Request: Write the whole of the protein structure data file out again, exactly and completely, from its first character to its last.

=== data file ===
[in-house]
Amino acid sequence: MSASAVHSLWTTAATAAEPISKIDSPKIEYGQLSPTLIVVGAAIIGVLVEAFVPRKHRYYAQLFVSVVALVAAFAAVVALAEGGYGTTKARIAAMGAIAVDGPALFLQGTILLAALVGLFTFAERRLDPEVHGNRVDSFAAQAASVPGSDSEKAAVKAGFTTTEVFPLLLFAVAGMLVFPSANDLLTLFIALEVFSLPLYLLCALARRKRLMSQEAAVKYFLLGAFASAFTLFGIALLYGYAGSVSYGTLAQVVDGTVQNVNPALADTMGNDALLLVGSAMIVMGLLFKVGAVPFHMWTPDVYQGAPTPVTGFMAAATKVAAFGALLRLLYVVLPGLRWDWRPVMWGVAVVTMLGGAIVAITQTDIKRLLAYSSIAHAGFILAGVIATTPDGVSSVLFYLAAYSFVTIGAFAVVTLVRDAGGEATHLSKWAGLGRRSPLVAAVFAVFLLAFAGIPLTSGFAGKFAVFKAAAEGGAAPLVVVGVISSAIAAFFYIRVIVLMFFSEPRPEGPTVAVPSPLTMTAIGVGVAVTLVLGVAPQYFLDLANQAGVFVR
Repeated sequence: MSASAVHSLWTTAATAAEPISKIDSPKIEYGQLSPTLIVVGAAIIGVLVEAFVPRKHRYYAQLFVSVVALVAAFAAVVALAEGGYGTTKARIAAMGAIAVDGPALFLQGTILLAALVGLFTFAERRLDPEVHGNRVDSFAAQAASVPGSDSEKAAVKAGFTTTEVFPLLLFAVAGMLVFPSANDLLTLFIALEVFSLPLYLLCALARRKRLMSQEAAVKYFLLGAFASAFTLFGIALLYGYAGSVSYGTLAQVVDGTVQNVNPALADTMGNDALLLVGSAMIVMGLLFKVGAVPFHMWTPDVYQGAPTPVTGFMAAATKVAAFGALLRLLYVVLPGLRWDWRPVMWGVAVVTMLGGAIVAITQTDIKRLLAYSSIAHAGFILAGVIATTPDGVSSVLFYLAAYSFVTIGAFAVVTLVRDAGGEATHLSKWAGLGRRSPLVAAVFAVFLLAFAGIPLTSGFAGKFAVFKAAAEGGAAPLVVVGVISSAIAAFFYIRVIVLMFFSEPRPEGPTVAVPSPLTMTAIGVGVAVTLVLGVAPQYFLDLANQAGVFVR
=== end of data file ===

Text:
[in-house]
Amino acid sequence: MSASAVHSLWTTAATAAEPISKIDSPKIEYGQLSPTLIVVGAAIIGVLVEAFVPRKHRYYAQLFVSVVALVAAFAAVVALAEGGYGTTKARIAAMGAIAVDGPALFLQGTILLAALVGLFTFAERRLDPEVHGNRVDSFAAQAASVPGSDSEKAAVKAGFTTTEVFPLLLFAVAGMLVFPSANDLLTLFIALEVFSLPLYLLCALARRKRLMSQEAAVKYFLLGAFASAFTLFGIALLYGYAGSVSYGTLAQVVDGTVQNVNPALADTMGNDALLLVGSAMIVMGLLFKVGAVPFHMWTPDVYQGAPTPVTGFMAAATKVAAFGALLRLLYVVLPGLRWDWRPVMWGVAVVTMLGGAIVAITQTDIKRLLAYSSIAHAGFILAGVIATTPDGVSSVLFYLAAYSFVTIGAFAVVTLVRDAGGEATHLSKWAGLGRRSPLVAAVFAVFLLAFAGIPLTSGFAGKFAVFKAAAEGGAAPLVVVGVISSAIAAFFYIRVIVLMFFSEPRPEGPTVAVPSPLTMTAIGVGVAVTLVLGVAPQYFLDLANQAGVFVR
Repeated sequence: MSASAVHSLWTTAATAAEPISKIDSPKIEYGQLSPTLIVVGAAIIGVLVEAFVPRKHRYYAQLFVSVVALVAAFAAVVALAEGGYGTTKARIAAMGAIAVDGPALFLQGTILLAALVGLFTFAERRLDPEVHGNRVDSFAAQAASVPGSDSEKAAVKAGFTTTEVFPLLLFAVAGMLVFPSANDLLTLFIALEVFSLPLYLLCALARRKRLMSQEAAVKYFLLGAFASAFTLFGIALLYGYAGSVSYGTLAQVVDGTVQNVNPALADTMGNDALLLVGSAMIVMGLLFKVGAVPFHMWTPDVYQGAPTPVTGFMAAATKVAAFGALLRLLYVVLPGLRWDWRPVMWGVAVVTMLGGAIVAITQTDIKRLLAYSSIAHAGFILAGVIATTPDGVSSVLFYLAAYSFVTIGAFAVVTLVRDAGGEATHLSKWAGLGRRSPLVAAVFAVFLLAFAGIPLTSGFAGKFAVFKAAAEGGAAPLVVVGVISSAIAAFFYIRVIVLMFFSEPRPEGPTVAVPSPLTMTAIGVGVAVTLVLGVAPQYFLDLANQAGVFVR